A couple days ago, while fishing a couple backwoods creeks, I spied some color in a few red maple leaves — a sign that fall will be coming soon. And the arrival of fall means the river walleyes will be gathering up in the deeper, slower pools. That got me to thinking of how important it is to have the correct angle of presentation when fishing a jig, which is of course the classic river walleye lure.
This fall, when you're vertically-jigging your favorite walleye hole with less than the desired success try this: Use your trolling motor to stall the boat's downriver drift. Your jig will be swept up with the current, lifting it up off the bottom. Doing this targets 'eyes that aren't belly to the bottom. Follow up by paying out some line to drop the jig back to the bottom. The shallower line angle makes it easier for an 'eye to inhale the jig.
Larger walleyes often hold in shallower water, such as flats located downriver of those classic "jigging" holes. Another "angle" trick is to start at the downAriver end of such a flat, using the trolling motor to pull the boat slowly upriver, with just enough thrust to make headway. Trail a leadhead jig behind the boat, using just enough weight to tick bottom with a cast's length of line out.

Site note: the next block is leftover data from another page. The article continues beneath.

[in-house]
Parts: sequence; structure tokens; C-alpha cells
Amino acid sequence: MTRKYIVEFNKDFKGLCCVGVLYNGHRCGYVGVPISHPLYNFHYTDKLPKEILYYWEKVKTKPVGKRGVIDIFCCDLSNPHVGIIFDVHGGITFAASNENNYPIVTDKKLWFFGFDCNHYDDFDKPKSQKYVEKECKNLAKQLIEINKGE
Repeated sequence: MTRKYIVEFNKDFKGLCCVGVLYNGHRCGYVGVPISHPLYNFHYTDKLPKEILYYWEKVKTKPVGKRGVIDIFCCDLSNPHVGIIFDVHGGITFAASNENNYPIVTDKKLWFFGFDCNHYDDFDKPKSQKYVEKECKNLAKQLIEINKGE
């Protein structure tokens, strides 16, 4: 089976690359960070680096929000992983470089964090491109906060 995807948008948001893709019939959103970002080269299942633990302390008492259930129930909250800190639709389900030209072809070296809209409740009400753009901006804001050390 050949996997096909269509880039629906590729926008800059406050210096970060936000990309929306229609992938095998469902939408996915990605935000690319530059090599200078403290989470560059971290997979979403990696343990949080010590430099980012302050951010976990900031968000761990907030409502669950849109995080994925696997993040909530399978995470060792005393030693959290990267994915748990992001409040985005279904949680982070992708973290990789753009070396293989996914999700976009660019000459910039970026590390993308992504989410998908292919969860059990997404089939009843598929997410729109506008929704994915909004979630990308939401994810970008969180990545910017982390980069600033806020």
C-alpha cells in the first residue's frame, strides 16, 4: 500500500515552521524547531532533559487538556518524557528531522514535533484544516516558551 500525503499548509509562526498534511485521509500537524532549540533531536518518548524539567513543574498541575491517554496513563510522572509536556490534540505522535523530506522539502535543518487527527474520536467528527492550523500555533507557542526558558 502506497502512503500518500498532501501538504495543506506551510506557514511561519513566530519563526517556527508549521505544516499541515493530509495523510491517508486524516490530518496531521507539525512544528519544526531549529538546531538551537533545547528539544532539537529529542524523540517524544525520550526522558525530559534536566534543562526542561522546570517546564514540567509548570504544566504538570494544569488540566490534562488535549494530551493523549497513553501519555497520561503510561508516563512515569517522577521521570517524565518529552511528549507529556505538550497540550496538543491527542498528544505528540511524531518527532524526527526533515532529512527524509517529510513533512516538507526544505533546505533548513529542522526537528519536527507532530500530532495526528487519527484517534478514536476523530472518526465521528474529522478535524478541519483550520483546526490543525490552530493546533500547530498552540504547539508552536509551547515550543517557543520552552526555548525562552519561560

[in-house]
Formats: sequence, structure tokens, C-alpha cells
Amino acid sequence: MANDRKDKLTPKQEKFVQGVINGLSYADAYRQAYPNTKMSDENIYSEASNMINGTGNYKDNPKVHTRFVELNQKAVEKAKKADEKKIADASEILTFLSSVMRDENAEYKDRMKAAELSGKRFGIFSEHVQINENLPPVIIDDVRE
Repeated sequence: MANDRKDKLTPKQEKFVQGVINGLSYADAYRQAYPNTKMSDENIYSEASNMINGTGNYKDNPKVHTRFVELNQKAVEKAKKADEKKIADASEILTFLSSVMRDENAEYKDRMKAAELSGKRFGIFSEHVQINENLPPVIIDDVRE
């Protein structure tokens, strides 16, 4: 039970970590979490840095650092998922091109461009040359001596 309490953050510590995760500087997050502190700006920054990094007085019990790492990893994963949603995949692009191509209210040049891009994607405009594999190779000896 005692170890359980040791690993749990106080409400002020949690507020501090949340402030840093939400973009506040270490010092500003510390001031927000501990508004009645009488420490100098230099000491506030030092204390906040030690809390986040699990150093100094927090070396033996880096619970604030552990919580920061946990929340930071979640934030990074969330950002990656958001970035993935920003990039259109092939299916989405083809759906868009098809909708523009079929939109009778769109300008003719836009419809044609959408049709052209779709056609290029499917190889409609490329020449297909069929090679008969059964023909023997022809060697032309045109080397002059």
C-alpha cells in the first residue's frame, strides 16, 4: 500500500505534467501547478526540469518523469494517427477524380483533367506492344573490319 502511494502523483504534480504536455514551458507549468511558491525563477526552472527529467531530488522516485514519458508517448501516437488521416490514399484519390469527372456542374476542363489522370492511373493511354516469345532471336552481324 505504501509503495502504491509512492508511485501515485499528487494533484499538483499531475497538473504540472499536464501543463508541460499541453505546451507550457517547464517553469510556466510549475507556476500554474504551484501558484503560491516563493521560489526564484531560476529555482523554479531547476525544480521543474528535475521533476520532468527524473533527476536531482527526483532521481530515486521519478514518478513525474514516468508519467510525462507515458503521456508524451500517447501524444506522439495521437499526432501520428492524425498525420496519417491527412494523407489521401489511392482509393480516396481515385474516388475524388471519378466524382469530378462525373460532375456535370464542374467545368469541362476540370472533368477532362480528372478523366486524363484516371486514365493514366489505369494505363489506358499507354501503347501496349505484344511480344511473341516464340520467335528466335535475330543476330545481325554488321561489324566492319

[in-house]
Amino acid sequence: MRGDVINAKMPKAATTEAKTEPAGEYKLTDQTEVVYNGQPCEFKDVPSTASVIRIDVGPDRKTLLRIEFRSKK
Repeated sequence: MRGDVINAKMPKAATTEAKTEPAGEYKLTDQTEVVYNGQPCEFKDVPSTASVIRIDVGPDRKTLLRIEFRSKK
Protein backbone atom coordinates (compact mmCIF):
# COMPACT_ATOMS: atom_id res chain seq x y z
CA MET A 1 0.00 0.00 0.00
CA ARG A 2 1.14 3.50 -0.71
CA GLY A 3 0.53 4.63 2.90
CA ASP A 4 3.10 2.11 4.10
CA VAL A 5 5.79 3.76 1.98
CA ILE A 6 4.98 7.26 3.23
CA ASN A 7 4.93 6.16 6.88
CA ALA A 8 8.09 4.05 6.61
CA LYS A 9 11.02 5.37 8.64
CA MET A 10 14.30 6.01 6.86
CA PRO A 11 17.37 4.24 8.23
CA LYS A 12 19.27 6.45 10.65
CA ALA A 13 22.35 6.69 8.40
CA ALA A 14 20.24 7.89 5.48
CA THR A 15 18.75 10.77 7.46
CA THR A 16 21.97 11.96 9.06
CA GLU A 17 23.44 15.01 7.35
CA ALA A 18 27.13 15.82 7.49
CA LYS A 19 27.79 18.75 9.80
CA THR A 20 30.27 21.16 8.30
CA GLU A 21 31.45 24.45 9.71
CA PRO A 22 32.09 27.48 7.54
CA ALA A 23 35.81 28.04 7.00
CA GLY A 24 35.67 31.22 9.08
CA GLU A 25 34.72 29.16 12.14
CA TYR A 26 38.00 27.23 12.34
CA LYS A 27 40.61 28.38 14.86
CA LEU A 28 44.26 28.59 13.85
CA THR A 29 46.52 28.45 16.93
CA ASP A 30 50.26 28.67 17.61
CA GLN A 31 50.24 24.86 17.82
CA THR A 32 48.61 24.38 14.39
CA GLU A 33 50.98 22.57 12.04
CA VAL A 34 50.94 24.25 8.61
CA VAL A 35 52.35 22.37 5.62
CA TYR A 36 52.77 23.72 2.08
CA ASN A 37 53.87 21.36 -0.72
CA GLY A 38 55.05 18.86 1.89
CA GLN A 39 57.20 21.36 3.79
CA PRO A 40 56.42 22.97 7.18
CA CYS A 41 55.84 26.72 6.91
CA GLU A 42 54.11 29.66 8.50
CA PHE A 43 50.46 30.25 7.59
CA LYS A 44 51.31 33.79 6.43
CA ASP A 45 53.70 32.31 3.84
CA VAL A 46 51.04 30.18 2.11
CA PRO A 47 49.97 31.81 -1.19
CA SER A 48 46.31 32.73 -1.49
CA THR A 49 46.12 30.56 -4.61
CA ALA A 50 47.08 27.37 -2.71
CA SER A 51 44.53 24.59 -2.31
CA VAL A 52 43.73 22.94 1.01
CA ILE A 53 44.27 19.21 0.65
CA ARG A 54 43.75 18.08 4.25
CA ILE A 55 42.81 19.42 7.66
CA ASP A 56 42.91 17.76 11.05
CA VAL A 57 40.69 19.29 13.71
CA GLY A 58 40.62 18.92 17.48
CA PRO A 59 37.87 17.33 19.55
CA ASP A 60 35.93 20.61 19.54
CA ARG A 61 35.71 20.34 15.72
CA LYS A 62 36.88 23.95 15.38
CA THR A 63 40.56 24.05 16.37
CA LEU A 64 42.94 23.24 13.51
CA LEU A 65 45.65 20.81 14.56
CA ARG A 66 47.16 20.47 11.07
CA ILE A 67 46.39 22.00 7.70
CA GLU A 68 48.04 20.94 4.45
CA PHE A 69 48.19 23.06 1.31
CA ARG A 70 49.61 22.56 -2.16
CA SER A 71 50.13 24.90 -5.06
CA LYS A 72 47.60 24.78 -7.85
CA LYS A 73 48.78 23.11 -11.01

Walleyes will also position along the edges of steep-breaking banks. Hold the boat 30-or-so feet from shore. Make a pitch to the bank at a slight downriver angle. As the boat drifts downriver, hop/swim the jig down the break, allowing it to hover a moment right under the boat for fish holding there.